Triathlon Training Tips
By Tim Reno
At 5:30 Wednesday morning, you might wonder why the pool at the local gym is crowded—two swimmers per lane, and several others waiting near the edge for a chance to swim laps; treadmills are humming and spinning class has been promoted to rock star status. Such is the familiar scene for thousands of people during the months leading up to triathlon season. But how do you stay motivated and continue training once winter, the triathlon off season, hits? For beginning triathlon trainees, maintaining motivation is often most difficult during colder months, but for every trainee these steps are vital to achieving your personal best year-round.
You are not a quitter. Think about it. Say it out loud. There is truth to the adage, “mentally tough physically strong.” There comes a point, even for the best of the best, when each additional stroke, peddle and step comes from a resolved will to win, even if winning is just doing better than you did last time. My first triathlon swim was for a half-ironman distance, just under a mile and a half. I had prepared reasonably well and felt as though I had a chance to place among the top 50 for the event. It was cold, 53 degrees in the water and 48 degrees outside. Twenty minutes into my swim, well after my face, hands and feet had gone somewhat numb, I am not a quitter I am not a quitter, replaced stroke-stroke-breath stroke-stroke-breath. Don’t give up training this fall and winter, but rather push through to spring so you’ll be far ahead of the pack when triathlon season begins again.
You control your life. We can fill our time with ideas from self-help books all day long. You want to feel empowered? Trust me, put down the book about someone else’s experiences and go to bed early enough to hit the gym in the morning. Create a training schedule and follow it. Whether training outdoors or indoors, don’t let the pool, river or road tell you what you can or cannot accomplish. Take control and get excited. The morning of a triathlon buzzes with anticipation. People novice to expert, young to old are actually excited to start what will be a multi-hour test of endurance! Triathlons are hard, but a good attitude and following your schedule will make all the difference throughout the year.
Train hard. Here are some key points for creating your workout schedule, whether you’re a seasoned triathlete or first timer. If you’re looking to be competitive, train six days out of the seven day week. You’re working your body hard and it needs a day to rest and recoup, take one. You should be altering your training each day. Plan on at least one hour each day of running, swimming or biking. You’ll run for an hour, or swim for an hour or bike for an hour. It’s imperative that you go the full hour each day. On Saturday you should do two different exercises, each for one hour: swimming and biking, biking and running or running and swimming. This will keep your endurance up and your body in shape. Hit the weights anytime you like during the week as well. As your endurance and abilities increase you can increase your distance and speed in each event.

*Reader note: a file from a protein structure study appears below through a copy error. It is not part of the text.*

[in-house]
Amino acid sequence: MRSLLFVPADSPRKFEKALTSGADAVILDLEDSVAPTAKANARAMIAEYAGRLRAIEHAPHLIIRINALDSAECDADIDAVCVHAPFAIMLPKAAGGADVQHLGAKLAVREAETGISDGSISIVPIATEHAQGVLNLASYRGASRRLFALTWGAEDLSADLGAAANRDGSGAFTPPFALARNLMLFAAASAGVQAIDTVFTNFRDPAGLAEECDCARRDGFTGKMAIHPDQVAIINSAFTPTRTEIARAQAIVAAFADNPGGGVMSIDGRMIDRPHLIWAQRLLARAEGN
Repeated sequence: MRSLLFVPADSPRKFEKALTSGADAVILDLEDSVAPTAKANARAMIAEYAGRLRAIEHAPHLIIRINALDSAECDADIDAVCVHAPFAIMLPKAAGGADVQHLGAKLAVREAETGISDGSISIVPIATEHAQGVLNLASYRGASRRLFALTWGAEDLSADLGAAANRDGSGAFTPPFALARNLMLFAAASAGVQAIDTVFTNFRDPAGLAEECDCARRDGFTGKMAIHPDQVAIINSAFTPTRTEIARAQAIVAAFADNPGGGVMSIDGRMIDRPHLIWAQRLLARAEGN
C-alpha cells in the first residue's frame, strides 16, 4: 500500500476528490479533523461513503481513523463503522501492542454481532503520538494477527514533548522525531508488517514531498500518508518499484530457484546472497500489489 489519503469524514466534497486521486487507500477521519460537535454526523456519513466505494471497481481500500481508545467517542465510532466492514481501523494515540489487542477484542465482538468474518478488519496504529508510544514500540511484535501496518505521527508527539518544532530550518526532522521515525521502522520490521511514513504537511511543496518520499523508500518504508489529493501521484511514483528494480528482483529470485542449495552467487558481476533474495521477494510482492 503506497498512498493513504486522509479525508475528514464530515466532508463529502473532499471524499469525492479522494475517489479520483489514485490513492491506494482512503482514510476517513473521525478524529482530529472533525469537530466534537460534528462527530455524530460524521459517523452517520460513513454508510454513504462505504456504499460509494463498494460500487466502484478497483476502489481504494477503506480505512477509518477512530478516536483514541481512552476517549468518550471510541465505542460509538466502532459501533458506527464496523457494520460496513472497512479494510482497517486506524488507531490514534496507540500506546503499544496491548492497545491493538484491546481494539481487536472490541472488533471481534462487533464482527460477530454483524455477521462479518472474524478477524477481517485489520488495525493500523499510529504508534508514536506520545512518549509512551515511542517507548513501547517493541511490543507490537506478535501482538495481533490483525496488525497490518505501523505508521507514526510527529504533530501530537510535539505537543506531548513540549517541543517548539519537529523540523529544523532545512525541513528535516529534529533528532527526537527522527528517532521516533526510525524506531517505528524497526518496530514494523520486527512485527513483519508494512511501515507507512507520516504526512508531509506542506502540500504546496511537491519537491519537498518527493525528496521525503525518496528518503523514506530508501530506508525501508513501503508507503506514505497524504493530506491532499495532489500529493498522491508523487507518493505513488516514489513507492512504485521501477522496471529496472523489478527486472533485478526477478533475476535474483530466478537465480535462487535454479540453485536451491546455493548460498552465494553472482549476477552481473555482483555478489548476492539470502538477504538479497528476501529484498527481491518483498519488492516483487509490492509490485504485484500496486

Finish strong. Crossing the finish line is the culmination of months of training and hours of racing. I’m always exhausted by the time the last mile of my triathlon is fading away with each stride; yet—every time—I get a rush of adrenaline as soon as the finish line is visible. I have never come in first. Chances are I never will, but I cross the finish line running as fast as my tired legs can carry me. For that moment, victory is mine. The Olympic Creed states well the value of finishing the race, “The most important thing in the Olympic Games is not to win but to take part, just as the most important thing in life is not the triumph but the struggle. The essential thing is not to have conquered but to have fought well.” In triathlons, as with life, take each challenge and finish strong.
If you’re still looking to compete before the season ends, here are a few nearby triathlons left for this year. See you at the finish line!
Oct 17, 2009
Powell 3 Triathlon Challenge
Oct 17, 2009
2009 Land Rover Pumpkinman Triathlon
Boulder City, NV
Oct 17, 2009
St. George, UT
Oct 31, 2009
Nov 7, 2009
Telos Turkey Triathlon
Nov 8, 2009
5th Annual Nevada Silverman Full and Half Triathlon
Tri Training Gear
Kayenne™ Swim Goggles
See all around you with these goggles by Aqua Sphere. The oversized lenses have a patented curved lens technology that provides an undistorted, 180-degree field of vision. The stabilizing nose bridge and one-touch buckle makes the Kayennes fit securely and comfortably in all swimming conditions. These goggles also offer UV protection, are leak and scratch resistant and have anti-fog lenses, making them great for triathlon training. $24.99 aquasphereswim.com
Aqua Skins™ Thermal Protection Suits
Ideal for training, Aqua Skins are an ultralight and durable suit engineered with Thermo-Guard technology to provide warmth and protection from the sun. These suits are made from ultra thin neoprene which offers complete freedom of movement like a traditional swimsuit, but also helps maintain the body’s temperature in water and provides buoyancy. This keeps core muscles warm and reduces cramping so swimmers can spend more time training in the water. Suits are designed for pool and open water use, but if you plan to use one outdoors this fall, get Aqua Skins Full Leg Sleeveless Suit as it is designed for fall water temperatures. Other options are available for colder or warmer water. Hoewever, Aqua Skins are built for training not competition. If you’re looking for a wetsuit to compete in check out Aqua Sphere’s new Ironman Wetsuits. $159 aquasphereswim.com